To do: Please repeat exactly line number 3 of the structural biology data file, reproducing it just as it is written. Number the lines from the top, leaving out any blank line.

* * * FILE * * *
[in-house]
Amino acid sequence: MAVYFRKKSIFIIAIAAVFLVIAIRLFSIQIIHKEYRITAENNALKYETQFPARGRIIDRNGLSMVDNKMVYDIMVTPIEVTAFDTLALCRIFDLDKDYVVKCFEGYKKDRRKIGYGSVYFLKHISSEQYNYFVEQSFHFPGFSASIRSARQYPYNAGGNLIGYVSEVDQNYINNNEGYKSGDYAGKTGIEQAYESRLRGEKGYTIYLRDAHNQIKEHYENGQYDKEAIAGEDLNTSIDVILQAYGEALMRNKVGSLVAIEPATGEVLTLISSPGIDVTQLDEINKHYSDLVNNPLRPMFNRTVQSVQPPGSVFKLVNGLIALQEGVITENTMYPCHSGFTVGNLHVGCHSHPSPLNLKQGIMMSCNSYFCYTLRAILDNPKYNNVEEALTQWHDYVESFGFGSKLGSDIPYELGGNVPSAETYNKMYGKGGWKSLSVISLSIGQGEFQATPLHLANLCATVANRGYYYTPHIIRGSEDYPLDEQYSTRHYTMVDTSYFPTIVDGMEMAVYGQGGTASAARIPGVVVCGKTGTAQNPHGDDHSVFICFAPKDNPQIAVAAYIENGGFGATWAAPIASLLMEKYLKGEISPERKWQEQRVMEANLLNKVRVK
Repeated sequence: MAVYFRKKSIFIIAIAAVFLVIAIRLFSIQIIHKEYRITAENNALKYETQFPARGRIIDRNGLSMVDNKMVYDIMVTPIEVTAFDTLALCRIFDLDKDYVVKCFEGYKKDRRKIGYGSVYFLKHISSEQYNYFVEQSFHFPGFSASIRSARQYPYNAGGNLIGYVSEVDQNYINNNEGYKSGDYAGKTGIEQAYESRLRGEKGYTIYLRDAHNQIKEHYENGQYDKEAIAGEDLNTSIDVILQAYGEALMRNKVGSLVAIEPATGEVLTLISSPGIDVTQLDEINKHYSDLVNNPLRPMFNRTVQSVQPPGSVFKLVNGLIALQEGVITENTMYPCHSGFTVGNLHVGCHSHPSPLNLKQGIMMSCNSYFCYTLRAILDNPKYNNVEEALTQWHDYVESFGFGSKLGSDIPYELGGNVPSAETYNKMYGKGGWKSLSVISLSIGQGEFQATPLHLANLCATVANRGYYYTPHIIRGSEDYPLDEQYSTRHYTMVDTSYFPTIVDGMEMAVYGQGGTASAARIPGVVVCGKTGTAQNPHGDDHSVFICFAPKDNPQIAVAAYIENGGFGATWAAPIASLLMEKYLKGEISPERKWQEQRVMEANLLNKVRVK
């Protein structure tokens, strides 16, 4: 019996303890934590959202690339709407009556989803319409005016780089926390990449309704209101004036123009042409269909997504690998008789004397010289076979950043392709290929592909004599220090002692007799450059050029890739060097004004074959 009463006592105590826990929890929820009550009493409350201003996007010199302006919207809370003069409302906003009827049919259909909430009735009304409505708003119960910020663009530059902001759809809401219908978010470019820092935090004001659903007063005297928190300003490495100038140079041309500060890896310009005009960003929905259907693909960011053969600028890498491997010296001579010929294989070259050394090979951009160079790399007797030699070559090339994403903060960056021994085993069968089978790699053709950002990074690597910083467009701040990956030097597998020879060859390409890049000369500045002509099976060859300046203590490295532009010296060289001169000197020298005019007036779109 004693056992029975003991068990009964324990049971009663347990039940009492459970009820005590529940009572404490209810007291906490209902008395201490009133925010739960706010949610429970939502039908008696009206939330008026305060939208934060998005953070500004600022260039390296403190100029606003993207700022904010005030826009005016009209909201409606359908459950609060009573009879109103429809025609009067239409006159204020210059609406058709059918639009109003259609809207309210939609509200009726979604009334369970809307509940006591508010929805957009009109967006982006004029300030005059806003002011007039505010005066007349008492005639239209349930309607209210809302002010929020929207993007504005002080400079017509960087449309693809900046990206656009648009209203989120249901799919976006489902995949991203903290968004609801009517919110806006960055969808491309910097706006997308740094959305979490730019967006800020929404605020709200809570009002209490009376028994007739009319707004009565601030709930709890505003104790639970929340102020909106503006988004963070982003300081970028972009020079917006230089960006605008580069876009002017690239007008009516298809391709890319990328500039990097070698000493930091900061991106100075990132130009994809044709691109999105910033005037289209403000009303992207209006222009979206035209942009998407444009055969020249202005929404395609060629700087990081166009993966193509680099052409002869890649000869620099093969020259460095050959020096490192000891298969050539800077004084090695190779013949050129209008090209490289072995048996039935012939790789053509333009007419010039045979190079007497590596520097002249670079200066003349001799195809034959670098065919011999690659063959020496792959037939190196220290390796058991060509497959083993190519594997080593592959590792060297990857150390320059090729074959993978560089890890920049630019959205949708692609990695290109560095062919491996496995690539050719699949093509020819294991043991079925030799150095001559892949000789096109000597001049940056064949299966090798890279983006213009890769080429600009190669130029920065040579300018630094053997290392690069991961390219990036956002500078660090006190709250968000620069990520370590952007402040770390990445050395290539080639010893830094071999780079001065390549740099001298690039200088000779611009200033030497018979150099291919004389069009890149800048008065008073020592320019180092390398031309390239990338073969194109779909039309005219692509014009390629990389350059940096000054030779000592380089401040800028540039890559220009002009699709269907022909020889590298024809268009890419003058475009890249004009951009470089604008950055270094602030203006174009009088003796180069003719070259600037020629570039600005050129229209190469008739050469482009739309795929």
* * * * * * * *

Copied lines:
Repeated sequence: MAVYFRKKSIFIIAIAAVFLVIAIRLFSIQIIHKEYRITAENNALKYETQFPARGRIIDRNGLSMVDNKMVYDIMVTPIEVTAFDTLALCRIFDLDKDYVVKCFEGYKKDRRKIGYGSVYFLKHISSEQYNYFVEQSFHFPGFSASIRSARQYPYNAGGNLIGYVSEVDQNYINNNEGYKSGDYAGKTGIEQAYESRLRGEKGYTIYLRDAHNQIKEHYENGQYDKEAIAGEDLNTSIDVILQAYGEALMRNKVGSLVAIEPATGEVLTLISSPGIDVTQLDEINKHYSDLVNNPLRPMFNRTVQSVQPPGSVFKLVNGLIALQEGVITENTMYPCHSGFTVGNLHVGCHSHPSPLNLKQGIMMSCNSYFCYTLRAILDNPKYNNVEEALTQWHDYVESFGFGSKLGSDIPYELGGNVPSAETYNKMYGKGGWKSLSVISLSIGQGEFQATPLHLANLCATVANRGYYYTPHIIRGSEDYPLDEQYSTRHYTMVDTSYFPTIVDGMEMAVYGQGGTASAARIPGVVVCGKTGTAQNPHGDDHSVFICFAPKDNPQIAVAAYIENGGFGATWAAPIASLLMEKYLKGEISPERKWQEQRVMEANLLNKVRVK